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Media Failed Us on Bin Laden Kill

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Media Failed Us On Bin Laden Kill.

As part of my masters degree in Media Practice, I am researching and writing a dissertation on press criticism and the role it plays in promoting/maintaining a functioning and democratic press. Whilst my thesis is focused on the New York Times’ and how it rates its own coverage of the Israeli-Palestinian conflict, over the last week and a half I have been struck by how suitable the coverage of the US operation that killed Osama bin Laden in Pakistan has been for systematic criticism.

The death of bin Laden, and subsequent media circus, is an ideal opportunity for the news media to assess its own performance and function. In our western media system, the news media and democracy are inextricably linked; with some journalism academics go as far as to say they are one and the same. In such a context, the news media must provide the public with all the information they require to be free, informed and functioning citizens.

The job of a journalist is to question, to demand answers and to verify information, particularly that obtained from politicians. To keep the bastards honest, in other words. So why, in just over a week of bin Laden death coverage has the mainstream media functioned largely as a mouthpiece for the US government?

The death of Bin Laden was witnessed by no one other than the American operatives and their (mostly dead) victims. It was relayed to the world in a shock announcement by the US president, Barrack Obama, who proudly advanced the cause of American exceptionalism by declaring America can indeed do anything it wants to (he must have been paying attention to Gillard’s’ speech in the congress earlier this year). The world’s media immediately reported the death as fact, even though it had occurred, in the words of Guy Rundle, ‘in the President’s words and nowhere else.’

Whatever happened to the word ‘allegedly’? Since when has the media existed only to regurgitate the claims of the government and declare them true without independent verification? Turns out, questions were just were what was required, given the ever-changing details of the surreptious raid. Was the Obama administration ‘correcting facts’, as the Sydney Morning Herald politely claims, or merely making them up as they go along?

Scepticism should not be confused with conspiracy propagation. Yet, conspiracy theorists is exactly what the many in the media, whose very job description calls for healthy scepticism, were quick to label anyone who dared ask questions. The fact the raid came hot on the tails of the release of Obama’s long form birth certificate prompted many to liken sceptics over the US government version of events to the notorious ‘birthers’, who refuse to believe the president is a natural-born US citizen. This is a preposterous comparison. Conspiracy theorists ardently stick to their beliefs, even in the face of overwhelming evidence. The evidence for Obama’s citizenship was both abundant and in the public domain. The evidence for the death and deep-sea burial of bin Laden exists only in the hands of the Obama administration, evidence they still refuse to release. It is not conspiracy propagation to doubt the veracity of the statements made by a government that had just enacted a kill operation in total secrecy in a foreign country- without that country’s knowledge. It is simply asking for transparency.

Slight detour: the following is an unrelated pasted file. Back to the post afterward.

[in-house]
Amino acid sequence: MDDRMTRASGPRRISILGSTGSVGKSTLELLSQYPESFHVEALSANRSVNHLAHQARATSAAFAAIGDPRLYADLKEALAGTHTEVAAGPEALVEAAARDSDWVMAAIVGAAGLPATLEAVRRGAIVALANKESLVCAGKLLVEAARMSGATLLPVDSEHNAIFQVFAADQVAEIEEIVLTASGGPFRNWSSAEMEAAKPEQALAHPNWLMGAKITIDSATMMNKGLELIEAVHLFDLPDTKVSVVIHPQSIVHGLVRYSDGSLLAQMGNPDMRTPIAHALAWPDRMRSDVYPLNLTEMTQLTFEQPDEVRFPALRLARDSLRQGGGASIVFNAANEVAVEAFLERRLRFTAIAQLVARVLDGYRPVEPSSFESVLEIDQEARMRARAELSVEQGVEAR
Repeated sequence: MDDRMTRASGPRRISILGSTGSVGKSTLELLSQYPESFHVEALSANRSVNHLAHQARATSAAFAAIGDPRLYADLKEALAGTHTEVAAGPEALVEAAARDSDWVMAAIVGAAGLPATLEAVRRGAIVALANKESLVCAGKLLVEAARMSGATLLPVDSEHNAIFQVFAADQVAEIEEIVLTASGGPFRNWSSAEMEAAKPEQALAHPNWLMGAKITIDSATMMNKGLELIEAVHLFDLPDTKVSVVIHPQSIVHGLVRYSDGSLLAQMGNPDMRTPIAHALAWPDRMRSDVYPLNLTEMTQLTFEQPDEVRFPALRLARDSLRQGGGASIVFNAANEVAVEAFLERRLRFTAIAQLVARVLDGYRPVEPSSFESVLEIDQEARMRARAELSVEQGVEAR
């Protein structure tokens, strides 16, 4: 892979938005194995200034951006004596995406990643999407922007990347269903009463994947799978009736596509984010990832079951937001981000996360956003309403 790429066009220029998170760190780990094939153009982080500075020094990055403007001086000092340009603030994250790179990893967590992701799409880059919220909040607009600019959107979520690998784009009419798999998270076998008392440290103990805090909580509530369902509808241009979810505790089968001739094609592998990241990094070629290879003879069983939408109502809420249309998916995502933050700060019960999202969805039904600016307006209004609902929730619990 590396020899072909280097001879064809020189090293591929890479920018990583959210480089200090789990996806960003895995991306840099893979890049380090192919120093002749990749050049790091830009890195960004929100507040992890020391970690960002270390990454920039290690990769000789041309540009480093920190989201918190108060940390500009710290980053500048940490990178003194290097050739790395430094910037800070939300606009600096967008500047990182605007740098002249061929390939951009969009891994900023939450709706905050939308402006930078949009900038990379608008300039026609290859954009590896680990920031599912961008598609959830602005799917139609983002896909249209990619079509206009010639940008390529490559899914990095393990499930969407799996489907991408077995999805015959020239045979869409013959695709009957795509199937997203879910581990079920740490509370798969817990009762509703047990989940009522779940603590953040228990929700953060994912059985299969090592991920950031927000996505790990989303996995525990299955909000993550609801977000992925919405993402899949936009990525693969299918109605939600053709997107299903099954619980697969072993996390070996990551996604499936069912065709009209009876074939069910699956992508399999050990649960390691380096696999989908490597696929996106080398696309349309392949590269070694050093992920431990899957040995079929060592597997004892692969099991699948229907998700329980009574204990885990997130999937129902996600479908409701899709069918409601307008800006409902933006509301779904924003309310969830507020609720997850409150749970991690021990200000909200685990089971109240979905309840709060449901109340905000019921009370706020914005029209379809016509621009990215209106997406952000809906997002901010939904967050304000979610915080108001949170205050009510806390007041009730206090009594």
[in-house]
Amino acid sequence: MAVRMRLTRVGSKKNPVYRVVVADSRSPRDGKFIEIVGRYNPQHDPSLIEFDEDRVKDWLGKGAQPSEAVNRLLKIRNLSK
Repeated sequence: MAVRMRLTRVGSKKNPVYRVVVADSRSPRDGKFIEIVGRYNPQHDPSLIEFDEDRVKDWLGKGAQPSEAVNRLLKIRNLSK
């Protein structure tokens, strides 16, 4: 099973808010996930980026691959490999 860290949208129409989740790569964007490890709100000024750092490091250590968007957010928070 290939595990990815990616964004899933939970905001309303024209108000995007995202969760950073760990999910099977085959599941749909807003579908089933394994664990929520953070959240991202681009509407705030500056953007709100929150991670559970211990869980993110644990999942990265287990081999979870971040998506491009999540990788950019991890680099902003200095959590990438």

Had the media acted more critically, perhaps it would not have been left up lawyers  and academics  to question the morality and legality of the raid, let alone the claim that ‘justice had been served.’ A claim first put forward by former lawyer Obama himself, faithfully repeated by western leaders including PM Gillard, and disseminated by the media. The irony of a life-long opponent of the death penalty ‘welcoming the news’ of the manner of bin Laden’s demise seemed to be lost on the great chunk of the local media, save for the usual inquiring suspects including Crikey, Eureka St and New Matilda.

To be clear, I am not implying that the government is lying about all aspects of the operation, nor do I mean to suggest that bin Laden is still alive or not buried at sea. Rather, I mean to stress that demanding verification and evidence is both right and proper when it comes to any story, particularly ones which appear to be as one-sided as this. It is the only way in which the public can hope to know anything approximating the truth. As more details emerge, and change, making yesterday’s facts today’s misinformation, the news media should use this as an opportunity to assess their own performance.

Whilst few may have any sympathy for bin Laden, what is at stake is bigger than the life and death of a single man. The news media cannot go down the road of accepting, without question, any claim by any government, much less that of a foreign administration. It directly contradicts the function of the press and sets a dangerous precedent where the media exists not serve the public but to advance the interest of the ruling elite. Nor can the media shy away from criticism such as this. Press criticism is a vital aspect of assessing whether the media is fulfilling its function. Our democracy depends on it.

Written by Ruby

May 10, 2011 at 11:01 pm

Posted in Media, Terrorism, USA

Tagged with , , , ,

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